Dettore and Cook hit it off in their brief time together, and the more the former learned about the latter's music business, the more impressed he was. So much so, Dettore recently signed on as a partner in the LeVee Creative Group, forgoing a 20-plus-year career as a sales manager.
"I'll tell you how strongly I believe in what Blake's doing at the LeVee," Dettore said. "I was part of the booming electronic medical records industry, which got a $19 billion federal infusion of recovery money from the federal government. But when Blake and I met and started talking, with absolutely no expectations, we started tossing around all kinds of marketing strategies.
"One thing led to another, and as of (May 24), I became his partner. I was in the number one industry in America, and I know I'm backing away from a huge opportunity. But I saw this place and knew this was a diamond in the rough, one of Albany's hidden treasures. Blake's built a solid foundation here. The choice was easy, and I'm totally at ease with it."
With Dettore on board, the LeVee will branch out into the area of full event production.
"We'll do weddings, everything from tent set-up to caterers to band to bar to flowers," Dettore said. "And we'll do marketing campaigns from shooting commercials to Web design to instructional video to e-mail campaigns ... a complete A-to-Z marketing strategy."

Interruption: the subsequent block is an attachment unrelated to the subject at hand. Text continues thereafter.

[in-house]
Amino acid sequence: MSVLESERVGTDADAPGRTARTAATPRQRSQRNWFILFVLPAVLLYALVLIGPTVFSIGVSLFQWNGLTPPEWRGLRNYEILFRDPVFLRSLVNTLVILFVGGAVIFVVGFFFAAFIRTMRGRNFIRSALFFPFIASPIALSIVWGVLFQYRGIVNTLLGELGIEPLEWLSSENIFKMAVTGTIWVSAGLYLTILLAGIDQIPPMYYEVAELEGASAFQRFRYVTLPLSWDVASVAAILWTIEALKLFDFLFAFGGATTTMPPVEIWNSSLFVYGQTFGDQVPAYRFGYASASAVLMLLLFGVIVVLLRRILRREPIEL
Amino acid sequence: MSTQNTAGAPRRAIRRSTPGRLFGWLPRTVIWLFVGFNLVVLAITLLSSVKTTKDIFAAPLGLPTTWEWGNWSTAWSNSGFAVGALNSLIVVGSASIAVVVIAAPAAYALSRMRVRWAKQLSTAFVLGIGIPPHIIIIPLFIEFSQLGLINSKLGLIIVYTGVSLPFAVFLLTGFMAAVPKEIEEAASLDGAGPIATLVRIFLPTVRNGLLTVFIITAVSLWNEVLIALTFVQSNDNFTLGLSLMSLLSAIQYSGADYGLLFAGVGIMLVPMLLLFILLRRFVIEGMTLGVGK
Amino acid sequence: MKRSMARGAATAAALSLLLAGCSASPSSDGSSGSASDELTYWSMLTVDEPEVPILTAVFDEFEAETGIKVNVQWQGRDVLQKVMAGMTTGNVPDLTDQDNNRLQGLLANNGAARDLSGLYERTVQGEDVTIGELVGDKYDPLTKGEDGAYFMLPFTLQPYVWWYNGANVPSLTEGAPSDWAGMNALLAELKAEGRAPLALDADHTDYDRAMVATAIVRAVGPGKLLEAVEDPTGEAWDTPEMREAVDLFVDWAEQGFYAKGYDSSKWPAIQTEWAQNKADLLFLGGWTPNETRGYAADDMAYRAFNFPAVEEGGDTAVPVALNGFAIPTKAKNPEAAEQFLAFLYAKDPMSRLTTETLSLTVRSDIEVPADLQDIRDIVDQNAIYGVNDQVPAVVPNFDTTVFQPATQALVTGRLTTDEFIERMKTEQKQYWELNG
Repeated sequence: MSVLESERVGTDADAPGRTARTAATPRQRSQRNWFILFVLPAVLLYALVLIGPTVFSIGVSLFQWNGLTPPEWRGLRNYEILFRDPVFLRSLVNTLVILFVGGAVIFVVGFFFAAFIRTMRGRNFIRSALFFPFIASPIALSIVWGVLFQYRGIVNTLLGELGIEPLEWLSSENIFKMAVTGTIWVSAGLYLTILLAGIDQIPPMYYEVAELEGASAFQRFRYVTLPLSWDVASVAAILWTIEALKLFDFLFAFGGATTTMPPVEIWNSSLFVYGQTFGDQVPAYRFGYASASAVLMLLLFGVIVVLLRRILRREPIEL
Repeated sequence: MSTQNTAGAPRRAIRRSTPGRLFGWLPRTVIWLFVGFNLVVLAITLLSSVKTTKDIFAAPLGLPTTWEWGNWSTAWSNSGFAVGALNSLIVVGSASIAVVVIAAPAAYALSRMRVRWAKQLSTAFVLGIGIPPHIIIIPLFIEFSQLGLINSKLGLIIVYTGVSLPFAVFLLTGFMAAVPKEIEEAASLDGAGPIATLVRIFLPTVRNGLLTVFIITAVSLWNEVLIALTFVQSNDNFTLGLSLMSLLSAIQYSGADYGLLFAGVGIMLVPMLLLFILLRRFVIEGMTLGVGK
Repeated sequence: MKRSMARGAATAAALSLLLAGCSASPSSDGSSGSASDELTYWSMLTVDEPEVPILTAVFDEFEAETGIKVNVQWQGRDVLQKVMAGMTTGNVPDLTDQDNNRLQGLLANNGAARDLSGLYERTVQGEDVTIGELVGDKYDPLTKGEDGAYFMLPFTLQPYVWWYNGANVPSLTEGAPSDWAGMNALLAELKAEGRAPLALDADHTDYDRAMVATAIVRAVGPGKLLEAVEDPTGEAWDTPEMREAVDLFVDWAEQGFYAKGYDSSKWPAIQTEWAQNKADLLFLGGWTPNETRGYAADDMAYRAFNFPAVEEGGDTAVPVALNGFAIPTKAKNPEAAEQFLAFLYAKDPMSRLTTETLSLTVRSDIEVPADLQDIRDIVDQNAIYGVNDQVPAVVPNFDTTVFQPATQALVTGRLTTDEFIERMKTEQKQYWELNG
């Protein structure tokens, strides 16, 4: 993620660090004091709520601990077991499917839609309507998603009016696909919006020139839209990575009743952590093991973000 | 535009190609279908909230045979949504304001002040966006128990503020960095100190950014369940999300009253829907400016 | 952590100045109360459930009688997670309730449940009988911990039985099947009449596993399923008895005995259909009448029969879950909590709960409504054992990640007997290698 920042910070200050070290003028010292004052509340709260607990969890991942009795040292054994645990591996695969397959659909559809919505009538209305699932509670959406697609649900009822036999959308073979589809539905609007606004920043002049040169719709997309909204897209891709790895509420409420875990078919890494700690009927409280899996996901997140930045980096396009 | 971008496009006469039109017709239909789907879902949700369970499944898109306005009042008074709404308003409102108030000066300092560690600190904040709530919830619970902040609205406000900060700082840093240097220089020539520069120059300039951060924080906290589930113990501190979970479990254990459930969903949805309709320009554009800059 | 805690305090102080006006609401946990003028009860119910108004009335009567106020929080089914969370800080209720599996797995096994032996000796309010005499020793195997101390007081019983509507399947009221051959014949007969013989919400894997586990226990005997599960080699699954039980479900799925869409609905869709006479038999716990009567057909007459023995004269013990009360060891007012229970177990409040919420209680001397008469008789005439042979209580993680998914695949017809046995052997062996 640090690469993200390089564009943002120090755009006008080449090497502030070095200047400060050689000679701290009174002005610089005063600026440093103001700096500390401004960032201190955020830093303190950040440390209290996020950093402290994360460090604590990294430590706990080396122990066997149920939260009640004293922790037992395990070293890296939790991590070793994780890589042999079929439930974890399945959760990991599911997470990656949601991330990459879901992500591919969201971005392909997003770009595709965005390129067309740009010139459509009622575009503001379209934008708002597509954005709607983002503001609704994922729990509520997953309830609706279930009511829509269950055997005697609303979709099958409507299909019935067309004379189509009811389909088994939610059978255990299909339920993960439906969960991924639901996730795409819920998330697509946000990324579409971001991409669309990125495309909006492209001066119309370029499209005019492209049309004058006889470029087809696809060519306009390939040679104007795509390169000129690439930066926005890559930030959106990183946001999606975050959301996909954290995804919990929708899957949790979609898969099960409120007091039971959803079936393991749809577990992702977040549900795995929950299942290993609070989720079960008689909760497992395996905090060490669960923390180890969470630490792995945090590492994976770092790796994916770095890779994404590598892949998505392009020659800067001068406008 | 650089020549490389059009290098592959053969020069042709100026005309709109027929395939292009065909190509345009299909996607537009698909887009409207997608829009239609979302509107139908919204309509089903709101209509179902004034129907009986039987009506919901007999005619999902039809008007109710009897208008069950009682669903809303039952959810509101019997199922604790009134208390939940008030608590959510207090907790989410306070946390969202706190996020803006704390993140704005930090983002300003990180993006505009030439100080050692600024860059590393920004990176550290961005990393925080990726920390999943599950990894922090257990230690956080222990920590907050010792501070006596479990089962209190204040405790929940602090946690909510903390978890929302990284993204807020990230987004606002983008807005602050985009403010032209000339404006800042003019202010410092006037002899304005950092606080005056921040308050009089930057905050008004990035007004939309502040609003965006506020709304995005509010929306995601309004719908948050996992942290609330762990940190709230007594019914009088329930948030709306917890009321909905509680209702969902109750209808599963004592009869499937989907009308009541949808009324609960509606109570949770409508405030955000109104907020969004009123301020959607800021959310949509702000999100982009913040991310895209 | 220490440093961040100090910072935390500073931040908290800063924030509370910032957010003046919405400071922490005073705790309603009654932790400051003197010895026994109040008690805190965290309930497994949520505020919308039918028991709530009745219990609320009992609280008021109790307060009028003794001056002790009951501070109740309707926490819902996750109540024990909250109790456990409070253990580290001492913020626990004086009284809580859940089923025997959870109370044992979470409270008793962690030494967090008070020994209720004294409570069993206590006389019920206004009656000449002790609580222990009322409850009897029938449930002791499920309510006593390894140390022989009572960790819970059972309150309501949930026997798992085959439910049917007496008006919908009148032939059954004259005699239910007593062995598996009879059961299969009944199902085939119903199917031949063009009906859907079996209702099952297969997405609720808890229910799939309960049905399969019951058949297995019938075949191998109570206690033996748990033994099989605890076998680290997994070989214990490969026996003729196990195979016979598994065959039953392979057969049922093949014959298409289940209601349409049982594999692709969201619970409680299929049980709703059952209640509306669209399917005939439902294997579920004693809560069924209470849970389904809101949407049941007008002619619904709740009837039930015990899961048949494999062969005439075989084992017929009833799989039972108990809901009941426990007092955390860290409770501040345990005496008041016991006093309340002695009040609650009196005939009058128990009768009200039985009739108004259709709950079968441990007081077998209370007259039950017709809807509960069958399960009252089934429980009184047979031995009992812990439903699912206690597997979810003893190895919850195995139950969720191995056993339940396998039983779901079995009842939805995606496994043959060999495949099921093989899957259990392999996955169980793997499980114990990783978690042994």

Cook said the addition of Dettore is already paying off.
"The only area we didn't really have covered was event packaging," Cook said. "Vince is brilliant in that area; with his background and his ideas, it just made sense to bring him on. He's already paid dividends for us, and he hasn't even been here a week."
Now that the LeVee has established itself as a haven for all things musical and for every conceivable medium available, its owners are not content to sit pat. Cook said he's already looking to branch out.
"Within the next year or so, I think we'll probably do this at another location outside Albany," he said. "But that doesn't mean we don't have big plans here. We actually want to really hit the Albany market, be the trendier spot -- for lack of a better term -- in town where people can walk in and think, 'Man this is different.'
"This is a pretty unique place, and we feel like we're able to connect with pretty much anyone who walks in the door. I love music, but my true passion is helping others express themselves musically. I don't necessarily want to be a John Mayer, but I want to help others discover that in themselves. We have the foundation in place to do that; now we want to build on it."